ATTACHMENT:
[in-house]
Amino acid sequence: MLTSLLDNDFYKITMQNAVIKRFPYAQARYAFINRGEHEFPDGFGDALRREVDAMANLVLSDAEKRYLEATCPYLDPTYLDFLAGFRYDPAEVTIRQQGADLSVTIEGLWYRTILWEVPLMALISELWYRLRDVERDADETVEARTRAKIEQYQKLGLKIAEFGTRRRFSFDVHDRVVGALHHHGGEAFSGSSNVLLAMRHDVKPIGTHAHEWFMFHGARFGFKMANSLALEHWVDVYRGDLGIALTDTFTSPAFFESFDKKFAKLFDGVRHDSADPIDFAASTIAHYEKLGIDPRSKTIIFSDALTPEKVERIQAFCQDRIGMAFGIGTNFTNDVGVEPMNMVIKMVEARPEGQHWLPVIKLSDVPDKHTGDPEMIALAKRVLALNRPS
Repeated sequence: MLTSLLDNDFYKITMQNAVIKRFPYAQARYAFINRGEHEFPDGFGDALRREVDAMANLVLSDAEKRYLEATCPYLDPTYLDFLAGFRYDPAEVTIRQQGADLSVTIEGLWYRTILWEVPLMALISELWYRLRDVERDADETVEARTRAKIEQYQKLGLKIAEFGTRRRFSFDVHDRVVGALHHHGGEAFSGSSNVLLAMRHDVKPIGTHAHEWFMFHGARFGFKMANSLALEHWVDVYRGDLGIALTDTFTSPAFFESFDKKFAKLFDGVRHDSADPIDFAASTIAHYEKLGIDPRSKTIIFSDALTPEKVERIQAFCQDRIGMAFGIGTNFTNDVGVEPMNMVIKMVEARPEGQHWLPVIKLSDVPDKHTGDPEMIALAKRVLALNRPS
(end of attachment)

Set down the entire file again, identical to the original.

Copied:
[in-house]
Amino acid sequence: MLTSLLDNDFYKITMQNAVIKRFPYAQARYAFINRGEHEFPDGFGDALRREVDAMANLVLSDAEKRYLEATCPYLDPTYLDFLAGFRYDPAEVTIRQQGADLSVTIEGLWYRTILWEVPLMALISELWYRLRDVERDADETVEARTRAKIEQYQKLGLKIAEFGTRRRFSFDVHDRVVGALHHHGGEAFSGSSNVLLAMRHDVKPIGTHAHEWFMFHGARFGFKMANSLALEHWVDVYRGDLGIALTDTFTSPAFFESFDKKFAKLFDGVRHDSADPIDFAASTIAHYEKLGIDPRSKTIIFSDALTPEKVERIQAFCQDRIGMAFGIGTNFTNDVGVEPMNMVIKMVEARPEGQHWLPVIKLSDVPDKHTGDPEMIALAKRVLALNRPS
Repeated sequence: MLTSLLDNDFYKITMQNAVIKRFPYAQARYAFINRGEHEFPDGFGDALRREVDAMANLVLSDAEKRYLEATCPYLDPTYLDFLAGFRYDPAEVTIRQQGADLSVTIEGLWYRTILWEVPLMALISELWYRLRDVERDADETVEARTRAKIEQYQKLGLKIAEFGTRRRFSFDVHDRVVGALHHHGGEAFSGSSNVLLAMRHDVKPIGTHAHEWFMFHGARFGFKMANSLALEHWVDVYRGDLGIALTDTFTSPAFFESFDKKFAKLFDGVRHDSADPIDFAASTIAHYEKLGIDPRSKTIIFSDALTPEKVERIQAFCQDRIGMAFGIGTNFTNDVGVEPMNMVIKMVEARPEGQHWLPVIKLSDVPDKHTGDPEMIALAKRVLALNRPS